A substance that has no fixed shape and yields easily to external pressure; a gas or (esp.) a liquid.

(of a substance) Able to flow easily: “the paint is more fluid than tube watercolors”; “a fluid medium”.

When my son was younger he loved to stand on a bridge near my home and throw twigs and leaves into the flowing water below. He watched with rapt attention as the twig passed under the bridge and came out on the other side. The current sucking it under in a swirling eddy while he scanned the surface eagerly, squealing in delight as it bobbed back into view. He watched it skirt around rocks and make its way down the creek out of sight. He spent many minutes on this activity, finding twigs and leaves of varying weight and size, then dropping them carefully into different parts of the creek. Some got stuck and didn’t make it while others meandered on, turning with the current of the water.

Thinking about the word fluid brought this memory to the surface, not only because of the water flowing in the creek, but also my son’s state of mind, or flow during this activity. Mihaly Csikszentmihalyi, a psychologist, has spent many years researching flow and describes it as a state of heightened focus and immersion in activities such as art, play and work.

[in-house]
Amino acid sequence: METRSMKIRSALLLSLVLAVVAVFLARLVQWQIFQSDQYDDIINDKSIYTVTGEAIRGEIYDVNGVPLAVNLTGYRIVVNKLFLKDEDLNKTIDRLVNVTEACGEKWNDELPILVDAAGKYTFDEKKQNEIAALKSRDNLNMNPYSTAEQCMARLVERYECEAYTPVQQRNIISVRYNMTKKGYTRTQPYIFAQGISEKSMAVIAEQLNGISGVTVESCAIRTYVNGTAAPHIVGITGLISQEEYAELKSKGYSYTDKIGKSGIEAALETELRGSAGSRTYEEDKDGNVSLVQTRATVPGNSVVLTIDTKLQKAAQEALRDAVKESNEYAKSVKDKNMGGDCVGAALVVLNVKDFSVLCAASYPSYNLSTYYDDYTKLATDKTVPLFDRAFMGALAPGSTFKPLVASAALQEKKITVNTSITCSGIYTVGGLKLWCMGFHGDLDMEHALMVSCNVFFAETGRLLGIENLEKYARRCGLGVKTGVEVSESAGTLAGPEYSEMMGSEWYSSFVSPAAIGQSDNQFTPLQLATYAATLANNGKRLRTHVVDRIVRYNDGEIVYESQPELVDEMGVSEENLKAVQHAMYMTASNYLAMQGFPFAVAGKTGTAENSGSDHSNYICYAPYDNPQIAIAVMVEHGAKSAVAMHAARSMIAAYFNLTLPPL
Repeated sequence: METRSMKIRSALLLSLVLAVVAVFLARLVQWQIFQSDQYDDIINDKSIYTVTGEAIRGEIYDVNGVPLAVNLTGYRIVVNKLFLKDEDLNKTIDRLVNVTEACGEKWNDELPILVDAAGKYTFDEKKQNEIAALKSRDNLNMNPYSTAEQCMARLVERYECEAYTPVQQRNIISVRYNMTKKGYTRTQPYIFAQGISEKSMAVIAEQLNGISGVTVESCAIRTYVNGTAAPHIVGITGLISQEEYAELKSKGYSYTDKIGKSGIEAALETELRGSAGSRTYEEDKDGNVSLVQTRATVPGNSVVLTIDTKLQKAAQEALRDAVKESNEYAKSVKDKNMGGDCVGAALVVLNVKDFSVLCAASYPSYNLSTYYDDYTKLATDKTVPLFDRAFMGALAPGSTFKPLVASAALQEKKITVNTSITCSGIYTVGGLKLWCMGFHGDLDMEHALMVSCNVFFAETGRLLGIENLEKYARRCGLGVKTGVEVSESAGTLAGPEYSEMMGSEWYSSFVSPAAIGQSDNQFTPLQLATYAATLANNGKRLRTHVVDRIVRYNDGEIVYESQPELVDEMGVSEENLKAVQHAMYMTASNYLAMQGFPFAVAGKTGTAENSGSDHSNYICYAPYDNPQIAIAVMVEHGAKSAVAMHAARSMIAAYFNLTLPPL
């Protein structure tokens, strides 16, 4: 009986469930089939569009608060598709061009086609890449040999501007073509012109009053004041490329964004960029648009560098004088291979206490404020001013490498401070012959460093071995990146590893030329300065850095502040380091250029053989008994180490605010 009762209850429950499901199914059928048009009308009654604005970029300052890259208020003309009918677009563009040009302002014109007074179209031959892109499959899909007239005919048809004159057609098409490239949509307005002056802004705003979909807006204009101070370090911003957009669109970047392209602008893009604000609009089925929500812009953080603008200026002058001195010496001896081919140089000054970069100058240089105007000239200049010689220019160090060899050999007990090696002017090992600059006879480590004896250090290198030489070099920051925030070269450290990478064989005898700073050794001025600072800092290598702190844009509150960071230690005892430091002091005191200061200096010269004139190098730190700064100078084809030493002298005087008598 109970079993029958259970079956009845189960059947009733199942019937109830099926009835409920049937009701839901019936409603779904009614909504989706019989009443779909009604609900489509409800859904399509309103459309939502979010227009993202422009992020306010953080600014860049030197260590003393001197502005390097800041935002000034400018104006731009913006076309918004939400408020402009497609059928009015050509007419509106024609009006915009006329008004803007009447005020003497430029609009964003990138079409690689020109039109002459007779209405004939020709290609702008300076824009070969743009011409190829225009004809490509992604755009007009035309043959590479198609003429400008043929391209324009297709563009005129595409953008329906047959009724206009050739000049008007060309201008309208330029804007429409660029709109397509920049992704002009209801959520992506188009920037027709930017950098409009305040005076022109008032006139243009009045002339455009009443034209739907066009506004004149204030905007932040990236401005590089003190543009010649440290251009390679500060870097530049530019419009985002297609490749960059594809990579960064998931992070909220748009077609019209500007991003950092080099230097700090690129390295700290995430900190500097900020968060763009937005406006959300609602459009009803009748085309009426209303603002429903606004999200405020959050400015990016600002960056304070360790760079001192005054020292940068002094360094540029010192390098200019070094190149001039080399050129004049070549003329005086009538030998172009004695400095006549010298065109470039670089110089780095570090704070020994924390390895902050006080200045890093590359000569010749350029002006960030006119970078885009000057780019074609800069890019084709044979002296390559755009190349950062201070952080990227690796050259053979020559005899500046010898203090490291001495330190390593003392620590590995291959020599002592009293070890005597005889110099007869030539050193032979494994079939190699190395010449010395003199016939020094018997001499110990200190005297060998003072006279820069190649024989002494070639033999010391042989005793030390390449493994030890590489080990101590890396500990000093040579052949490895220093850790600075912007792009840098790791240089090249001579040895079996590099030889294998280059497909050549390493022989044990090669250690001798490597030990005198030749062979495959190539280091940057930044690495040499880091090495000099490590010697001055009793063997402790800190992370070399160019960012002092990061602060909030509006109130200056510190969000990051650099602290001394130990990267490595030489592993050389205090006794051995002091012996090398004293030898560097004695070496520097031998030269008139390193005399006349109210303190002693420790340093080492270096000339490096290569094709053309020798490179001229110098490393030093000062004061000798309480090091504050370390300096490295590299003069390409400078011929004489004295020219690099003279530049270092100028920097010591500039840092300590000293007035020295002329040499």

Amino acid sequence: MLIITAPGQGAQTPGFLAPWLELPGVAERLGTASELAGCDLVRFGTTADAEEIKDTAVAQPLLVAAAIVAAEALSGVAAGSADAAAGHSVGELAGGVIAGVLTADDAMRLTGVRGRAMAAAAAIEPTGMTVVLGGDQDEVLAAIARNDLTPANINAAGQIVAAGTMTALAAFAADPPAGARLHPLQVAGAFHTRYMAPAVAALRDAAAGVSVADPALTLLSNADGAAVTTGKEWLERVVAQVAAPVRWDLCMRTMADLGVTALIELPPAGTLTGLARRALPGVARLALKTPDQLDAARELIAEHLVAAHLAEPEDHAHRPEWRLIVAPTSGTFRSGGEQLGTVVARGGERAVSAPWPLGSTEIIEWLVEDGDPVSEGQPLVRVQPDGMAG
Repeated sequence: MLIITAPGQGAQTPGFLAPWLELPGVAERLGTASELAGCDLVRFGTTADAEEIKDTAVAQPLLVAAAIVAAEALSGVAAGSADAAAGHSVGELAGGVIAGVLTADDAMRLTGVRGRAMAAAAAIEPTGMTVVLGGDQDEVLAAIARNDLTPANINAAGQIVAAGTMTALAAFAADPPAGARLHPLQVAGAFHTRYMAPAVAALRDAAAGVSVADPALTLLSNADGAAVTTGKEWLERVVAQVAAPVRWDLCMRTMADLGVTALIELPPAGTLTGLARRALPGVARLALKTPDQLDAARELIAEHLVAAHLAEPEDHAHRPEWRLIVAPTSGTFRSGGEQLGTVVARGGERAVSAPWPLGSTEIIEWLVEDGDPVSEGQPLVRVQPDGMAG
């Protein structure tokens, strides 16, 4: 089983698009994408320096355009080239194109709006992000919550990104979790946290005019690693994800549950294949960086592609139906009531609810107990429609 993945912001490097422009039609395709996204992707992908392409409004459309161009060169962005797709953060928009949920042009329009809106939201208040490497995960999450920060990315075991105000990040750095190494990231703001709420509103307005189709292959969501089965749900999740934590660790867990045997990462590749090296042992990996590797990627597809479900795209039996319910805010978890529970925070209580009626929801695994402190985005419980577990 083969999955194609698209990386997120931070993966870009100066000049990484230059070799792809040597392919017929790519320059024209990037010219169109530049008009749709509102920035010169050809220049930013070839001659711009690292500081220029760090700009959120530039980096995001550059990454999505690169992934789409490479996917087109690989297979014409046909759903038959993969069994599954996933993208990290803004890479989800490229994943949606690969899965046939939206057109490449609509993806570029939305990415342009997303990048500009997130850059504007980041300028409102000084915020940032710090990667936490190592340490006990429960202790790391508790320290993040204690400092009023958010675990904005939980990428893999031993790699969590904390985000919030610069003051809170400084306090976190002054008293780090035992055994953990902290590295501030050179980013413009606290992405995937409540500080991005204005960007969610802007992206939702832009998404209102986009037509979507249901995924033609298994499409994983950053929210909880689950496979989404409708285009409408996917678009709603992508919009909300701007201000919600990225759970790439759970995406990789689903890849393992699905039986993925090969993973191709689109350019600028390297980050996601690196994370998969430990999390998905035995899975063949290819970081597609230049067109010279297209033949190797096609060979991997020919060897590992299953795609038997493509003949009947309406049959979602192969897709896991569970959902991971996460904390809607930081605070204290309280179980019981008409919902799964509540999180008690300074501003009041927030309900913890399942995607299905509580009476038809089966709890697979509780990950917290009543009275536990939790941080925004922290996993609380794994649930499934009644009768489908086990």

Yoga can help us find a state of flow, by training us to focus on the moment and concentrate. Connecting our breath and movement helps us stay present and immersed in our practice. This week we celebrate flow with a flow yoga class, dancing with our breath, while moving through variations of sun salutations set to music. Maybe we forget ourselves – become one with the music, our breath and our movement – just like the twig flowing in the creek.

See you on the mat!


Kim Metz
RYT 200

May what I do flow from me like a river, no forcing and no holding back, the way it is with children. -Rainer Maria Rilke